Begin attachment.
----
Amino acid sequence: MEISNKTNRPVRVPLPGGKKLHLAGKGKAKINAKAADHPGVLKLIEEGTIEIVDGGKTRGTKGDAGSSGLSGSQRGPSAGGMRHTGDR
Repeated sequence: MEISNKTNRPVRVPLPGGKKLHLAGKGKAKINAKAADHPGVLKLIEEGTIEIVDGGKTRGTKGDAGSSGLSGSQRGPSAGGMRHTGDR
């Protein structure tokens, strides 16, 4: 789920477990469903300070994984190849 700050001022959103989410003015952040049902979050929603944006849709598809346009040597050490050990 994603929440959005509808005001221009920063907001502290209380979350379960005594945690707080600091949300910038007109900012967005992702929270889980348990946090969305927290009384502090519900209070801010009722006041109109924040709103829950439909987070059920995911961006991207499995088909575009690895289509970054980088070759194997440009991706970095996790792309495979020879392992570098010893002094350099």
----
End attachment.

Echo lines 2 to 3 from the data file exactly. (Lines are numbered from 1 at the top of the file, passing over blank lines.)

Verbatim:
Repeated sequence: MEISNKTNRPVRVPLPGGKKLHLAGKGKAKINAKAADHPGVLKLIEEGTIEIVDGGKTRGTKGDAGSSGLSGSQRGPSAGGMRHTGDR
């Protein structure tokens, strides 16, 4: 789920477990469903300070994984190849 700050001022959103989410003015952040049902979050929603944006849709598809346009040597050490050990 994603929440959005509808005001221009920063907001502290209380979350379960005594945690707080600091949300910038007109900012967005992702929270889980348990946090969305927290009384502090519900209070801010009722006041109109924040709103829950439909987070059920995911961006991207499995088909575009690895289509970054980088070759194997440009991706970095996790792309495979020879392992570098010893002094350099």